Maple open house weekend celebrates Vermont’s sugaring season

REGION – Local sugarhouses are firing up for the Maple Open House Weekend, March 25 and 26, a statewide event celebrating the sugaring season. Sugar makers throughout Vermont will open the doors of their sugarhouses, inviting visitors in to experience and enjoy this remarkable time of year when pure Vermont maple syrup is made. The sight of steam rising from the sugarhouse at the Farnsworth farm on Massey Road or the Wood’s farm on Weathersfield Center Road, the inviting aroma of boiling sap, and the sweetly divine flavor of syrup will offer visitors an experience for the senses!

Sugaring season got off to a fast start with warm temperatures in late February.  Many sugar makers, large-and small-scale alike, took advantage of the early run and got some sweet results.

Rob MacKenzie of Springfield boils sap on his wood stove. Photo by Karen Engdahl

“I’ve been sugaring on this property since I was a little boy,” said Rob MacKenzie of Springfield. “We’ve tapped these same trees over the generations. Last year I made about a half-gallon of syrup, just enough for us. This year the sap ran strong and I’ve already boiled at least that much.”

Walter Wallace, new to sugaring, tapped three trees in his Springfield yard and is boiling syrup on his wood stove.

  “It’s fun,” he said, “and the results are so rewarding!”

Warm temperatures were halted by a cold snap and over the past week or so there hasn’t been much steam rising from sugarhouses.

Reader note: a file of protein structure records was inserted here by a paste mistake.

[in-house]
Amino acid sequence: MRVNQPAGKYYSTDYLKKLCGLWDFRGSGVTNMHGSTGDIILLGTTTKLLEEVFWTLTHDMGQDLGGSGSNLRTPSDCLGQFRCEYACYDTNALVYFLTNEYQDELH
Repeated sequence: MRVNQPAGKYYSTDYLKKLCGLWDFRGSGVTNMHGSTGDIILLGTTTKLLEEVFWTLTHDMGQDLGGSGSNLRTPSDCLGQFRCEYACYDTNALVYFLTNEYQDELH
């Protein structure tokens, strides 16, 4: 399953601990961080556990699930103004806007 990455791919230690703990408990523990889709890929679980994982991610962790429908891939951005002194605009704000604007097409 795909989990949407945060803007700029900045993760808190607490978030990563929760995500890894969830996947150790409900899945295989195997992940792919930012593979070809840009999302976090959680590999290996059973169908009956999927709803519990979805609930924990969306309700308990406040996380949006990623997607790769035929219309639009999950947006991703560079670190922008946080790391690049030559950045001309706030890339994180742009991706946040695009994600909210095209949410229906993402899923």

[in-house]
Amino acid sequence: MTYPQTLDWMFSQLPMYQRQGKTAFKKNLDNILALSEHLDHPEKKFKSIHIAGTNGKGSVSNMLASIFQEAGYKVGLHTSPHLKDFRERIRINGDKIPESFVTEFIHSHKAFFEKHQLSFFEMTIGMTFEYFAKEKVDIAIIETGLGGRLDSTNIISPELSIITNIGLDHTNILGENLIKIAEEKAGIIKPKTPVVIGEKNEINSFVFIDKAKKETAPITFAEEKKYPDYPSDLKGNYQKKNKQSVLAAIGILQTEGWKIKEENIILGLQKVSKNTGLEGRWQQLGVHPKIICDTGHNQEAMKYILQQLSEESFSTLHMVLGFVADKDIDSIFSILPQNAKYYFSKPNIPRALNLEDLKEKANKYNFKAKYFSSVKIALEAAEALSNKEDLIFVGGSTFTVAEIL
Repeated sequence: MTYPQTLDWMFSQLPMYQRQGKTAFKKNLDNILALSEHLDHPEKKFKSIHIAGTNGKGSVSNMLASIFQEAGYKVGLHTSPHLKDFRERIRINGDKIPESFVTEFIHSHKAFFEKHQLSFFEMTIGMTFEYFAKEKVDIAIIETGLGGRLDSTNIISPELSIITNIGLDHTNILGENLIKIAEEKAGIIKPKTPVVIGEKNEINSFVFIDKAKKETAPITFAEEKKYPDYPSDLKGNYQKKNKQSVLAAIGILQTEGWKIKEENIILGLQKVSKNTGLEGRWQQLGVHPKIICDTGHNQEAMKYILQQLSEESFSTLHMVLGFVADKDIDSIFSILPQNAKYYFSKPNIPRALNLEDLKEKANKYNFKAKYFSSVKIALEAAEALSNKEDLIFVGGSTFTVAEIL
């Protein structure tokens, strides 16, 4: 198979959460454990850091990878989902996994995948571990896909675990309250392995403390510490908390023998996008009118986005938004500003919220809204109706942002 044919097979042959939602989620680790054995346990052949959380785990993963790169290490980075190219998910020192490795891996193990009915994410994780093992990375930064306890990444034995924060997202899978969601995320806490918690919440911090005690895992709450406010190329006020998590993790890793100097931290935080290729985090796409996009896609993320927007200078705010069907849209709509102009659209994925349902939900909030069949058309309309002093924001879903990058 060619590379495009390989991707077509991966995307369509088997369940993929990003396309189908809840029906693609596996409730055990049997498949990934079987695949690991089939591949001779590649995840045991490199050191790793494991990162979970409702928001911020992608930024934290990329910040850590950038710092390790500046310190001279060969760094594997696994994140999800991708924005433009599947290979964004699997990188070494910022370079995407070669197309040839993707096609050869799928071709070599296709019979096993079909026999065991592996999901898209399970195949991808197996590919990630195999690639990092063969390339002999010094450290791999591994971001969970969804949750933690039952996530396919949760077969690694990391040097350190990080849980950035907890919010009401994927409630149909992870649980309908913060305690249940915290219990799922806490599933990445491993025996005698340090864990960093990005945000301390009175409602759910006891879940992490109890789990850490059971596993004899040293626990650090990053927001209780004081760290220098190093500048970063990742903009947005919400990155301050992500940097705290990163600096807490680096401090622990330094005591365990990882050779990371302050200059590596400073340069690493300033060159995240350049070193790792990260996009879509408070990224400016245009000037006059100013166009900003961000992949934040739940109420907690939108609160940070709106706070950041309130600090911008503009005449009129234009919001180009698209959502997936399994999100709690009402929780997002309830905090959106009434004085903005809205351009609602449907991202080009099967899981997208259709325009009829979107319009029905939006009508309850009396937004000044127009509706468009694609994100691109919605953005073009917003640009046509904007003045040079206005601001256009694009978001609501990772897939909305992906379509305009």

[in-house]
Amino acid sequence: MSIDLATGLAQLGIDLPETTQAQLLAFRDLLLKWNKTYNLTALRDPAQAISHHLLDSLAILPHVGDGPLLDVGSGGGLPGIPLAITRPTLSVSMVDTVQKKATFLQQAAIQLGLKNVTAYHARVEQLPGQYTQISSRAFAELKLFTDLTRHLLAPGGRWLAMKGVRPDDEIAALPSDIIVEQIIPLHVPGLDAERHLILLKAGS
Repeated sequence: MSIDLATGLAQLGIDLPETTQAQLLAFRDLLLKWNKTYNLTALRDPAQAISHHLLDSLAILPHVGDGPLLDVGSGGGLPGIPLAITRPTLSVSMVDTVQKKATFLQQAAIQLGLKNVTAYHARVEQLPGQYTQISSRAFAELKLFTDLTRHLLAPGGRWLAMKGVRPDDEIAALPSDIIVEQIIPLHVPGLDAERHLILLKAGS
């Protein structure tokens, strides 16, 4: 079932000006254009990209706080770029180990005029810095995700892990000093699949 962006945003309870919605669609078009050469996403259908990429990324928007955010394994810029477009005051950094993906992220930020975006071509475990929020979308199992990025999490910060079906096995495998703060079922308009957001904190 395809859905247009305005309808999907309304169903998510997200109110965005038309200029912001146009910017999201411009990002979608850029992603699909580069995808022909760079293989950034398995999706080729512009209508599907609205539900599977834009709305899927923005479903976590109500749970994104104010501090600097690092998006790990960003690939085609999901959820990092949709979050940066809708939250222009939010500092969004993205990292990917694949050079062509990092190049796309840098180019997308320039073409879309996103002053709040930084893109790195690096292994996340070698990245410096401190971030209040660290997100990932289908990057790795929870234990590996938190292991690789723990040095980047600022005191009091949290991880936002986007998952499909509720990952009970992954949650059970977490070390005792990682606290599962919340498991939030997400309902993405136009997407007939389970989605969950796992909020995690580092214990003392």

Nonetheless, visitors are stocking up on maple syrup and other maple products at larger sugarhouses like Green Mountain Sugar House in Ludlow.

“Haven’t made up my mind which kind to get,” said John Mastrorakis of Queens, New York, as he examined different grades of syrup. “I guess you can’t go wrong!”

According to Vermont Business Magazine, Vermont is the nation’s leading producer of maple syrup, setting records in 2016 for annual production of maple syrup. Last year, Vermont produced almost 2 million gallons of maple syrup, the most it ever yielded, and 47 percent (almost half) of all syrup produced in the United States. That’s enough syrup to generously cover more than 250 million pancakes, waffles or slices of French toast. In terms of revenues, that productivity accounted for more than $350 million in total sales for the state’s economy.

For more information about the Vermont Maple Open House Weekend go to where you can find a list of maple sugar producers statewide. Signature events and products associated with Maple Open House Weekend include tours of sugarhouses, maple syrup and maple specialty goods to purchase, delicious sugar-on-snow and venue-specific attractions, including pancake breakfasts, horse-drawn sleigh rides and live music.

Rob MacKenzie of Springfield has tapped these familiar maples on the family homestead for more than 50 years. Photo by Karen Engdahl
Walter Wallace of Springfield, new to sugaring, taps a maple tree in his yard. Photo Karen Engdahl

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